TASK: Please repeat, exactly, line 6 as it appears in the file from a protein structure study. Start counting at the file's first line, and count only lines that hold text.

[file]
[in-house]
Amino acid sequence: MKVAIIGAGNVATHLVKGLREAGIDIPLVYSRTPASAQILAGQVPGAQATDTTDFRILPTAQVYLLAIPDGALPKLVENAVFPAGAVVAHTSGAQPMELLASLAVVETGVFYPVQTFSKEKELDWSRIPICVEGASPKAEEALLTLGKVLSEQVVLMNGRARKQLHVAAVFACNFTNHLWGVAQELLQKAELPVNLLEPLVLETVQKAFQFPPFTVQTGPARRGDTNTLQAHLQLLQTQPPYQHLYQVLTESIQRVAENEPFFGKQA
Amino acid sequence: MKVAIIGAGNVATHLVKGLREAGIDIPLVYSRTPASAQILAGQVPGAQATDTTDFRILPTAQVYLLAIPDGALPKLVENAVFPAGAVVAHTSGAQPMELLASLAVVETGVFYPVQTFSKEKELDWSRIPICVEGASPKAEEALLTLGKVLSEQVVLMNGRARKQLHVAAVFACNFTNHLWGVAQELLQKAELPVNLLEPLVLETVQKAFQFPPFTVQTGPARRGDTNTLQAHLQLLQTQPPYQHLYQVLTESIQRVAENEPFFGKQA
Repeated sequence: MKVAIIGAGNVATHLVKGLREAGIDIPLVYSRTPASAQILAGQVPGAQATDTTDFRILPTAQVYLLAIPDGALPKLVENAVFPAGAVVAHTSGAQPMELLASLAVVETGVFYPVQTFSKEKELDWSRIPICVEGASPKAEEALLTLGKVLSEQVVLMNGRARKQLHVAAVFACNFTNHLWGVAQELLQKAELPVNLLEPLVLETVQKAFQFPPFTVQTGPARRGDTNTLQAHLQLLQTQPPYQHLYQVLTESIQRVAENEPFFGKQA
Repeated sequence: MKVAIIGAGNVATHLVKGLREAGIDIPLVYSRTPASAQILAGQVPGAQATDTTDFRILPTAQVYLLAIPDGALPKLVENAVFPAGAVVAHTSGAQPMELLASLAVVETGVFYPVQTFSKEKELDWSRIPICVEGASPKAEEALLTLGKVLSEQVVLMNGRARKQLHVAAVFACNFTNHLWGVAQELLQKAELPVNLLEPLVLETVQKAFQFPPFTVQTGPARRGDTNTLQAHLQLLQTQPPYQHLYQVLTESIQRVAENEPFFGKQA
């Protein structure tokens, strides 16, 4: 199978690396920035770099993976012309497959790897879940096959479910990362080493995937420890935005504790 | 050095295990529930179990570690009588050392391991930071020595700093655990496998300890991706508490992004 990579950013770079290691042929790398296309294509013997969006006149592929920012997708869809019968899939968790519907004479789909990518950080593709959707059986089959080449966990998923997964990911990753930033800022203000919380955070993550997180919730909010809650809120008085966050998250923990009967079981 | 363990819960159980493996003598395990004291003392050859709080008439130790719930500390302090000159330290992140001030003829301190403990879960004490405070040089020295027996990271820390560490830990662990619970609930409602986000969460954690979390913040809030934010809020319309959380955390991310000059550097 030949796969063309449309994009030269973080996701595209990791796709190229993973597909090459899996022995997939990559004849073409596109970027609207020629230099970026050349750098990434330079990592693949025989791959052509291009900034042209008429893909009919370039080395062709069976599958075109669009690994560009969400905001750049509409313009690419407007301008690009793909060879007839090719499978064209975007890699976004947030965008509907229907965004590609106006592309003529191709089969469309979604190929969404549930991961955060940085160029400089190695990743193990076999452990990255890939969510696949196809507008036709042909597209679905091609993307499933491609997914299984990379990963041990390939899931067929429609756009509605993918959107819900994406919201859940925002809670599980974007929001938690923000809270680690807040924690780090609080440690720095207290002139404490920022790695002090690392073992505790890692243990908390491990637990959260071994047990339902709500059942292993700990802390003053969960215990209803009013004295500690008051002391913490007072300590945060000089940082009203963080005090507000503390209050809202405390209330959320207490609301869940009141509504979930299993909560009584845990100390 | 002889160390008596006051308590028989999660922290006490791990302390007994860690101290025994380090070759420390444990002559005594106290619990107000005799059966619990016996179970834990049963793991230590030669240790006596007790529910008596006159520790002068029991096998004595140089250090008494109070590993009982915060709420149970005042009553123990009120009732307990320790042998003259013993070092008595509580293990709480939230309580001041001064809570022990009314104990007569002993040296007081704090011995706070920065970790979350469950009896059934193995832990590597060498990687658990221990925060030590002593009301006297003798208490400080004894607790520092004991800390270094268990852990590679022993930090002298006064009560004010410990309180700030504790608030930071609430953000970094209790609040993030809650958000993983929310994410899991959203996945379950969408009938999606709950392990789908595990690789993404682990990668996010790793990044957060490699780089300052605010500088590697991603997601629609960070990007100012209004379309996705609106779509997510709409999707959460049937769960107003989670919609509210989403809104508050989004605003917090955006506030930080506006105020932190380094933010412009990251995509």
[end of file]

């Protein structure tokens, strides 16, 4: 199978690396920035770099993976012309497959790897879940096959479910990362080493995937420890935005504790 | 050095295990529930179990570690009588050392391991930071020595700093655990496998300890991706508490992004 990579950013770079290691042929790398296309294509013997969006006149592929920012997708869809019968899939968790519907004479789909990518950080593709959707059986089959080449966990998923997964990911990753930033800022203000919380955070993550997180919730909010809650809120008085966050998250923990009967079981 | 363990819960159980493996003598395990004291003392050859709080008439130790719930500390302090000159330290992140001030003829301190403990879960004490405070040089020295027996990271820390560490830990662990619970609930409602986000969460954690979390913040809030934010809020319309959380955390991310000059550097 030949796969063309449309994009030269973080996701595209990791796709190229993973597909090459899996022995997939990559004849073409596109970027609207020629230099970026050349750098990434330079990592693949025989791959052509291009900034042209008429893909009919370039080395062709069976599958075109669009690994560009969400905001750049509409313009690419407007301008690009793909060879007839090719499978064209975007890699976004947030965008509907229907965004590609106006592309003529191709089969469309979604190929969404549930991961955060940085160029400089190695990743193990076999452990990255890939969510696949196809507008036709042909597209679905091609993307499933491609997914299984990379990963041990390939899931067929429609756009509605993918959107819900994406919201859940925002809670599980974007929001938690923000809270680690807040924690780090609080440690720095207290002139404490920022790695002090690392073992505790890692243990908390491990637990959260071994047990339902709500059942292993700990802390003053969960215990209803009013004295500690008051002391913490007072300590945060000089940082009203963080005090507000503390209050809202405390209330959320207490609301869940009141509504979930299993909560009584845990100390 | 002889160390008596006051308590028989999660922290006490791990302390007994860690101290025994380090070759420390444990002559005594106290619990107000005799059966619990016996179970834990049963793991230590030669240790006596007790529910008596006159520790002068029991096998004595140089250090008494109070590993009982915060709420149970005042009553123990009120009732307990320790042998003259013993070092008595509580293990709480939230309580001041001064809570022990009314104990007569002993040296007081704090011995706070920065970790979350469950009896059934193995832990590597060498990687658990221990925060030590002593009301006297003798208490400080004894607790520092004991800390270094268990852990590679022993930090002298006064009560004010410990309180700030504790608030930071609430953000970094209790609040993030809650958000993983929310994410899991959203996945379950969408009938999606709950392990789908595990690789993404682990990668996010790793990044957060490699780089300052605010500088590697991603997601629609960070990007100012209004379309996705609106779509997510709409999707959460049937769960107003989670919609509210989403809104508050989004605003917090955006506030930080506006105020932190380094933010412009990251995509």